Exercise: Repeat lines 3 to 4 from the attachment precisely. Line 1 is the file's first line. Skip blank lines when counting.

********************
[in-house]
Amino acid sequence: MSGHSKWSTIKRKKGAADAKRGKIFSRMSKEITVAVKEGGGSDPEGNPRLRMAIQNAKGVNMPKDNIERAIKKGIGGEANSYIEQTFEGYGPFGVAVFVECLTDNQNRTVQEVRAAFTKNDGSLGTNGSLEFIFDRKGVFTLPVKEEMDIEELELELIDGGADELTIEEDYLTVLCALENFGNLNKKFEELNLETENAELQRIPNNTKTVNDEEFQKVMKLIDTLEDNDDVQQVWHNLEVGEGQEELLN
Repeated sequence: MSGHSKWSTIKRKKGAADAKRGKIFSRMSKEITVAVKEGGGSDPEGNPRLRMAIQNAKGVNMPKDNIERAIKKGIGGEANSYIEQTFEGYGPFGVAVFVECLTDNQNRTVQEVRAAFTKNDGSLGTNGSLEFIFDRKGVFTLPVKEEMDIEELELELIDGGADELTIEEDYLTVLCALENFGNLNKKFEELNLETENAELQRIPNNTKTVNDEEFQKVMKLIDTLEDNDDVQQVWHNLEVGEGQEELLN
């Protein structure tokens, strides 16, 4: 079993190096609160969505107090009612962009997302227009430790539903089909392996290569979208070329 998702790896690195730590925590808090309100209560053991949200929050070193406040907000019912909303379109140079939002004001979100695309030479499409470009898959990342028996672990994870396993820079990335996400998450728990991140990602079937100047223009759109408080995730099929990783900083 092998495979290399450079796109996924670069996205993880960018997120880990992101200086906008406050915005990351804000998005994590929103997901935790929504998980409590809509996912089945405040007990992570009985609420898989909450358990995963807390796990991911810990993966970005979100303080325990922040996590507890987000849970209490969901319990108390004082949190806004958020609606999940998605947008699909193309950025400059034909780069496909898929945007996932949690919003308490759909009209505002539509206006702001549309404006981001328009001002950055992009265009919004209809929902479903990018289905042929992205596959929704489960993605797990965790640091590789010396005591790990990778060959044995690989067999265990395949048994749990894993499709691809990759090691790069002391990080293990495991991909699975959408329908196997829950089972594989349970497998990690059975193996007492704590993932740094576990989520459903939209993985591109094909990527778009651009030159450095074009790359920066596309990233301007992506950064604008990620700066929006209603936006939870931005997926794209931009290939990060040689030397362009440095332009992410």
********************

Repeated sequence: MSGHSKWSTIKRKKGAADAKRGKIFSRMSKEITVAVKEGGGSDPEGNPRLRMAIQNAKGVNMPKDNIERAIKKGIGGEANSYIEQTFEGYGPFGVAVFVECLTDNQNRTVQEVRAAFTKNDGSLGTNGSLEFIFDRKGVFTLPVKEEMDIEELELELIDGGADELTIEEDYLTVLCALENFGNLNKKFEELNLETENAELQRIPNNTKTVNDEEFQKVMKLIDTLEDNDDVQQVWHNLEVGEGQEELLN
């Protein structure tokens, strides 16, 4: 079993190096609160969505107090009612962009997302227009430790539903089909392996290569979208070329 998702790896690195730590925590808090309100209560053991949200929050070193406040907000019912909303379109140079939002004001979100695309030479499409470009898959990342028996672990994870396993820079990335996400998450728990991140990602079937100047223009759109408080995730099929990783900083 092998495979290399450079796109996924670069996205993880960018997120880990992101200086906008406050915005990351804000998005994590929103997901935790929504998980409590809509996912089945405040007990992570009985609420898989909450358990995963807390796990991911810990993966970005979100303080325990922040996590507890987000849970209490969901319990108390004082949190806004958020609606999940998605947008699909193309950025400059034909780069496909898929945007996932949690919003308490759909009209505002539509206006702001549309404006981001328009001002950055992009265009919004209809929902479903990018289905042929992205596959929704489960993605797990965790640091590789010396005591790990990778060959044995690989067999265990395949048994749990894993499709691809990759090691790069002391990080293990495991991909699975959408329908196997829950089972594989349970497998990690059975193996007492704590993932740094576990989520459903939209993985591109094909990527778009651009030159450095074009790359920066596309990233301007992506950064604008990620700066929006209603936006939870931005997926794209931009290939990060040689030397362009440095332009992410």